Previously, I've done the following reviews of Soto gear:
- Soto Muka Stove (OD-1NP) -- Video Review
- Full review of the Soto Muka (OD-1NP)
- The Soto Muka Stove (OD-1NP) -- Review Supplement
- The Soto Pocket Torch
|The Soto Microregulator on high.|
|The burner head of a Soto Microregulator. Note the piezoelectric ignition at the very top of the burner head.|
|The piezoelectric auto ignitor of a a Soto Microregulator|
|If you look closely, you can see a copper wire through the opening of the mixing chamber.|
|The strip of metal that can be seen in the center of the burner head is the upper end of the Microregulator's ignition.|
|The Microregulator folds up well.|
|The burner head of a Microregulator|
|The pot supports rotate|
|After rotating, the pot supports slide into and lock in place.|
Speaking of pot supports, I think that pots up to about 1300ml work well with the stove although I'm sure some will feel more comfortable with even larger pots.
|A 1300ml Evernew UL titanium pot on a Microregulator|
|An MSR Blacklite Pan on a Microregulator|
|Getting started with an omelette using a Microregulator|
|An omelette cooked on a Microregulator. Nicely done.|
|A very nice moist omelette, thanks to the Microregulator.|
Myths concerning the Soto Microregulator
For whatever reason, there are two myths out there concerning the Soto Microregulator.
Myth #1 is that the Soto Microregulator will somehow draw more gas out a canister than other stoves. Uh, no. Not only is there no basis in either physics or chemistry for such an assertion, my testing has verified what theory suggests: A canister that is empty to another stove will be empty to the Microregulator as well. In other words, a Microregulator cannot pull more gas out of a given canister than another stove. I have no idea where such a myth might originate or what could prompt such odd speculation, but there is no basis in fact to that myth. For those interested in my testing, please see Advantages (?) of Regulator Valved Stoves, Part I
Myth #2 is that the Soto Microregulator will somehow operate better in cold weather compared to other upright canister stoves with a conventional needle valves. Again, no. A Soto Microregulator will not run any better in cold weather than any other upright canister stove. The pressure in a canister is determined by a) the composition of the fuel, b) the temperature of the canister, and c) the ambient atmospheric pressure. A regulator valve can hold back pressure, but it cannot produce pressure. In order for a regulator to function it must have something to regulate. When the pressure inside a canister falls off due to cold, a regulator valve has nothing to regulate and does no better than a needle valve. This is a complex subject, but if you're interested in it, please see my testing in Advantages (?) of Regulator Valved Stoves, Part II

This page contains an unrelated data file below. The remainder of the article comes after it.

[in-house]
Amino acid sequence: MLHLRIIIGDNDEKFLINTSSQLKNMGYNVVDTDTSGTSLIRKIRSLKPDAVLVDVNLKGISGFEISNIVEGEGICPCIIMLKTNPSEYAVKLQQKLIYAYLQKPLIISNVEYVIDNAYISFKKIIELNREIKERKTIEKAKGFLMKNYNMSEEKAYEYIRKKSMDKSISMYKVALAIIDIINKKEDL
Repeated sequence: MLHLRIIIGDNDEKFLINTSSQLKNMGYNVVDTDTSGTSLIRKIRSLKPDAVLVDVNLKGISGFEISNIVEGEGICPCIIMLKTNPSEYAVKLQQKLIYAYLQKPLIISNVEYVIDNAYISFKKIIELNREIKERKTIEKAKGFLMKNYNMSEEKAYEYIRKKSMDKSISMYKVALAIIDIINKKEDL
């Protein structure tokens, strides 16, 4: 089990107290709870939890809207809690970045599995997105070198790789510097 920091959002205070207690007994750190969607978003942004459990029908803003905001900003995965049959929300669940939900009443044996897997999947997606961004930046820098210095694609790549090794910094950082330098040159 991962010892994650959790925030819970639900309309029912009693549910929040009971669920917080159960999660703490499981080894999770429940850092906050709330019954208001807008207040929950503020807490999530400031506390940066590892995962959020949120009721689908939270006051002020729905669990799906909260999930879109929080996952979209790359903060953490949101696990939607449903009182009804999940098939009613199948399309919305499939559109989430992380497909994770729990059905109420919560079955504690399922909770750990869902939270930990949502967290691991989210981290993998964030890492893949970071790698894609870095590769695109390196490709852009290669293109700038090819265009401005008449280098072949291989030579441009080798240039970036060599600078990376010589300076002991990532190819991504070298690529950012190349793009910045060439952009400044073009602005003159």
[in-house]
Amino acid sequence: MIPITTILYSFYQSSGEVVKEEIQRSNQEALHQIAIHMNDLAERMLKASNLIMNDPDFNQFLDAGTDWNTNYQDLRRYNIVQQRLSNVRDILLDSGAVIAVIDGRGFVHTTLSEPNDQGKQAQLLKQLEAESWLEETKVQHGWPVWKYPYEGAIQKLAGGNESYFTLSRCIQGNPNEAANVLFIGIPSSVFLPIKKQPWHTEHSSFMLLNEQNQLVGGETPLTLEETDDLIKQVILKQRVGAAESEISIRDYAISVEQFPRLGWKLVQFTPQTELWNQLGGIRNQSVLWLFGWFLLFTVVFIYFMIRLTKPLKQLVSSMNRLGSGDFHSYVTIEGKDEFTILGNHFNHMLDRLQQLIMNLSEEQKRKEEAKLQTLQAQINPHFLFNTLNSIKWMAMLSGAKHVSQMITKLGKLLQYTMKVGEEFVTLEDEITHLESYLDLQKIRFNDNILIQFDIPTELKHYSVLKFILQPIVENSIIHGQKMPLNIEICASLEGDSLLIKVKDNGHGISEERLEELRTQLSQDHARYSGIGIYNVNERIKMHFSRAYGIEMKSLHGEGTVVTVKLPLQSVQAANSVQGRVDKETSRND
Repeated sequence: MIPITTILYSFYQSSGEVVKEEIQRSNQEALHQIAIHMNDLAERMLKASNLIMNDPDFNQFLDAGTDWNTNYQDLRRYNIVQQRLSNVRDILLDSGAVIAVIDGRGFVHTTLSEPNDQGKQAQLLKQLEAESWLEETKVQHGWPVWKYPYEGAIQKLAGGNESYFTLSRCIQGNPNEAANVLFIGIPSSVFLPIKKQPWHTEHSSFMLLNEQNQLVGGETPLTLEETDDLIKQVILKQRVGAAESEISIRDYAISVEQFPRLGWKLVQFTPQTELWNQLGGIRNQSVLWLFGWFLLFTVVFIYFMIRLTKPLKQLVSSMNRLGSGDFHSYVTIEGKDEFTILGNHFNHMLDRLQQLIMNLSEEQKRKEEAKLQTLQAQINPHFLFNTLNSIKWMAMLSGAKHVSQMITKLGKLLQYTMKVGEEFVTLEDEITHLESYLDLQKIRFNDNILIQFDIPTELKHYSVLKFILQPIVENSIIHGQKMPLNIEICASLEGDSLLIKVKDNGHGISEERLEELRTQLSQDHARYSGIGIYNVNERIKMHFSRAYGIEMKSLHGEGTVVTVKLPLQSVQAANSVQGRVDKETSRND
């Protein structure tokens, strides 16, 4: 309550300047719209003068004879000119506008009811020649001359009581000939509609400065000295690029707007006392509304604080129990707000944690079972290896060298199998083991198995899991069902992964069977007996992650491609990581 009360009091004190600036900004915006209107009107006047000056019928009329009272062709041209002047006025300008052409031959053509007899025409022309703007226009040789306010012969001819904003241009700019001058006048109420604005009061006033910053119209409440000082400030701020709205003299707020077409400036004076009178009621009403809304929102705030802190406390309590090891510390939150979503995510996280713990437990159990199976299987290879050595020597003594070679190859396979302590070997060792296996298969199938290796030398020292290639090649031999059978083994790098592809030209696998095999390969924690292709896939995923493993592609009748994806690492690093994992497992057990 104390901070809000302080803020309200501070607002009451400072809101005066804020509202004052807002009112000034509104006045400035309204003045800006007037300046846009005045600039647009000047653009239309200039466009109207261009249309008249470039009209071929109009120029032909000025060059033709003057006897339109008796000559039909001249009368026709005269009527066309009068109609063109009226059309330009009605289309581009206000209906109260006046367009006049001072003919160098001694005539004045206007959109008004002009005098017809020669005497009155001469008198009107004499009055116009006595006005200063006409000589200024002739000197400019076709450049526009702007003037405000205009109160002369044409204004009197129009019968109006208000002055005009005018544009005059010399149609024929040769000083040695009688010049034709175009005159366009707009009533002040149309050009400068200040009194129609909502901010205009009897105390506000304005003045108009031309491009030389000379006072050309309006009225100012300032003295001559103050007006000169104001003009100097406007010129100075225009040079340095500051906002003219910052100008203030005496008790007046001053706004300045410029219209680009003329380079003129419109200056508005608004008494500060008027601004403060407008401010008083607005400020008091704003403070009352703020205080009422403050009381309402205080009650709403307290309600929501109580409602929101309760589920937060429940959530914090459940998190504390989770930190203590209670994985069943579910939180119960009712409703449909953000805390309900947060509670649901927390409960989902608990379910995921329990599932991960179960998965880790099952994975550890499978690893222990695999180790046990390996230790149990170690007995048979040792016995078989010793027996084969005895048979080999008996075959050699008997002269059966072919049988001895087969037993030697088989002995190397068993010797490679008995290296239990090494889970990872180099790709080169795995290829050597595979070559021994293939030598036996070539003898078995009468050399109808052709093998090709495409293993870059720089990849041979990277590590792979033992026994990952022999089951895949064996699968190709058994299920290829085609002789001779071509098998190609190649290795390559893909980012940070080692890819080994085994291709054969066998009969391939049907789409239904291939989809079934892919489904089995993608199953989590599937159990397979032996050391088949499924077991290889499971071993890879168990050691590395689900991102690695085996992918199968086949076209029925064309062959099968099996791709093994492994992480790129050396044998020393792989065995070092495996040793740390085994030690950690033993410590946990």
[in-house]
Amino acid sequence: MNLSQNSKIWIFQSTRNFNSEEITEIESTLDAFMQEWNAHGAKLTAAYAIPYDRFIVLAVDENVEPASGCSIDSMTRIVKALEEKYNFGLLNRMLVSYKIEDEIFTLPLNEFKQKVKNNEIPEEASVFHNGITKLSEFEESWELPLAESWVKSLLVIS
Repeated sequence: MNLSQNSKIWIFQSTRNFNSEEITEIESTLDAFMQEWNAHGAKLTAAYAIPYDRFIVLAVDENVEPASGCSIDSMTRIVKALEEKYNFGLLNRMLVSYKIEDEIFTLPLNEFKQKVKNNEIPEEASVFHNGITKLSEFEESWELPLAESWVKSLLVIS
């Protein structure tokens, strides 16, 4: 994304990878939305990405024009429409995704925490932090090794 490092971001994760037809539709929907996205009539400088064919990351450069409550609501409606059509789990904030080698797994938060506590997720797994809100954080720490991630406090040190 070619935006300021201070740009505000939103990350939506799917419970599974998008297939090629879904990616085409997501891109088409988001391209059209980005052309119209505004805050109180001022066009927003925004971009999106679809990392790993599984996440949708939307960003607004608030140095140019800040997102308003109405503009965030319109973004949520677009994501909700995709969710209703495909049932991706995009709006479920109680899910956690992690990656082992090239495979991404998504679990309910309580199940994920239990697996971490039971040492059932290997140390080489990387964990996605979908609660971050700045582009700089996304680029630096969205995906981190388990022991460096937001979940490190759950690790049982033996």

So, why a regulator valve?
OK, so a Microregulator cannot get more out of a canister than other stoves and a Microregulator can't run any better in cold weather than other stoves, so why a regulator valve? Excellent question. A regulator valve can do a couple of things for you:
1. A regulator valve can control excessive pressure, as in hot weather. For example, if you're doing the Pacific Crest Trail and you're crossing a desert section in the southern reaches of the trail, you could encounter some very hot weather. In hot weather, a canister might actually have too much pressure and can "overpower" a stove. A regulator can tamp down that pressure and keep the stove safe to operate.
2. A regulator valve can keep a flame more constant if the canister pressure drops provided that there is additional pressure to be had within the canister. In other words, a regulator valve can open up more on its own allowing more pressure to flow if there is additional pressure available in the canister. A regulator valve can "smooth out" changes in pressure. Thus, a regulator valve can give you a more constant flame. You can think of a regulator valve as a sort of "cruise control" for your stove. Again, though, there has to be additional pressure available inside the canister in order for the regulator valve to have something to work with. But couldn't you just reach over and open up the valve a bit wider on a regular needle valved stove? Yes, you could. The Microregulator just does it for you automatically. This automatic adjustment doesn't seem like a hugely valuable feature to me, but to some it may hold appeal.
The Soto Microregulator, OD-1R, is a well built, well designed stove, and it's the world's lightest stove with auto-ignition. The Microregulator is certainly an excellent choice for someone desiring to do simple backpacking style cooking, but because of it's fairly wide burner head, the Microregulator can take on more complex cooking tasks as well.
There is however a lot of confusion about just what the regulator valve is supposed to do, confusion that in my opinion Soto hasn't done enough to dispel. I think that everyone should just forget that there's a regulator valve on this stove and focus on the fact that this is an excellent stove and that this is the world's lightest stove with auto ignition. In practical terms for someone out on the trail, the regulator valve is very much a non-event.
The Soto Microregulator (OD-1R)
What's good about it?
- World's lightest stove with auto-ignition.
- Excellent design and manufacturing quality.
- Wide burner head which makes this a good stove for real cooking for backpackers.
- Serrated pot supports make your pot or pan less likely to slip off.
- There is a lot of confusion about the regulator valve.
- Perhaps the pot supports could lock into place a bit more solidly (but that's a pretty minor complaint on an otherwise excellent stove).
I thank you for joining me on another Adventure in Stoving,
|The beautiful blue flame of a Soto Microregulator. Truly a nice stove.|